ANCIENT sounds like the guitar and the lute always take a listener back to another time, and even with contemporary music the guitar still holds that connection to the past, but with Matt Withers playing the guitar the sounds are extraordinary no matter what period the music comes from.
In a sold-out concert, with social distancing, the Wesley Music Centre is the perfect place for a solo classical guitar. The sound that Withers creates on his instrument makes that space come alive. Beginning with three pieces by Robert Davidson, the first titled “Twenty Twenty”, was not only a world premiere, but it suggested, as Withers said, to offer a sense of hope and joy, and it did. This quite Australian sounding piece reflected a laid back laconic style.
The following two works, “Daring to Love” and “Forest”, were flowing and mellow pieces, but also fiery at times. They spoke of a composer who knows the guitar well. Three works by Richard Charlton followed. The first, a lullaby, “Berceuse”, which Withers had played several times for his one-year-old son, was a sweet and dreamy piece.
The other two works, one a Tango were full of colour and movement that jumped out at a listener. Australian composer Natalie Nicolas wrote her work “The Shift” in three movements, “The Rain Will Go Away”, “Sunbeam” and “Beyond the Mist”. This too was a world premiere that was commissioned by ABC Classic. It is about “the emotional and psychological struggles of a loved one”. These three movements did not have the richness or fluidity of the previous works, but did show some technical mastery. They felt a little lost in their construction but offered the sound of great potential.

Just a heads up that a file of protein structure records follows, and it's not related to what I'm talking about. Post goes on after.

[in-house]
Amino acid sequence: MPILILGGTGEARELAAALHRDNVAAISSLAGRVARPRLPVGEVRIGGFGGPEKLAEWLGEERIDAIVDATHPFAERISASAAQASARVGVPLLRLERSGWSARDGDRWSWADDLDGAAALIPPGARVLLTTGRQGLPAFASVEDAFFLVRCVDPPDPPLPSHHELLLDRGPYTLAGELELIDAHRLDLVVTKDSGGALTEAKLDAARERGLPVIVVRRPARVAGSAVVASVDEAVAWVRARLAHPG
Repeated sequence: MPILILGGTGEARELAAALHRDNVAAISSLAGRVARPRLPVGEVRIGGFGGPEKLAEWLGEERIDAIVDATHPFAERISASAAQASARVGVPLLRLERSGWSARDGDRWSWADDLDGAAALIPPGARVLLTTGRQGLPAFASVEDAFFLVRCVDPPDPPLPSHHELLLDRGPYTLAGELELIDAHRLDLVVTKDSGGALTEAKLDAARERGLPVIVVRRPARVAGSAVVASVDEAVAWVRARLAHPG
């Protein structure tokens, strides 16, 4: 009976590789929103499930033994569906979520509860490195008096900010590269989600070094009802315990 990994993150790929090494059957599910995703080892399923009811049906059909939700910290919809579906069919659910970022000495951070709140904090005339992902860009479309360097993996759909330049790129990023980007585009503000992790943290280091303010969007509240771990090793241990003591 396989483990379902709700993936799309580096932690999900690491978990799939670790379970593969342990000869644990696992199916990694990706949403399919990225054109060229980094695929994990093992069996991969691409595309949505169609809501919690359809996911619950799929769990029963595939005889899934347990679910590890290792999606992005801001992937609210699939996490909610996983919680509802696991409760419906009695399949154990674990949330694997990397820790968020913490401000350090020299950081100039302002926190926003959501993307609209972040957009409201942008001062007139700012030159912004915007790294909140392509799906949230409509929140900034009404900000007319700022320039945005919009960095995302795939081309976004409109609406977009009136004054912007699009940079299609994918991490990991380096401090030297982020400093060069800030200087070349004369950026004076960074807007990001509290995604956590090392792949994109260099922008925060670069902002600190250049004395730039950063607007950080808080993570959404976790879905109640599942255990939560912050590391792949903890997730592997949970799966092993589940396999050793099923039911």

In some of the quieter moments, they were quite special. Local composer Sally Greenaway writes fascinating music. “En Las Sombras”, which translates to “in the shadows”, crossed genres. The playful and tuneful work stood out for its ingenuity and dynamism. It was magnificently played by Withers.
A short standout work by Phillip Houghton titled “Kinkachoo” has become, as Withers said, part of the Australian guitar vernacular. The fullness and beauty of it have rightly seen it become a standalone work.
Finishing off with the smile-inducing “Felicidade” by Tom Jobin, which was arranged by Roland Dyens, is something that Withers loves and so do his many listeners. It sings of joy and happiness in its many bright colours.
This is music that works on every level. Matt Withers is to be commended not just for his inspiring musicianship, but also for his entrepreneurial and promotional skills. He is commissioning a work for guitar from Elena Kats-Chernin right now. This goes along with his bi-annual competition for new classical guitar music.
Australia needs more musicians like Withers.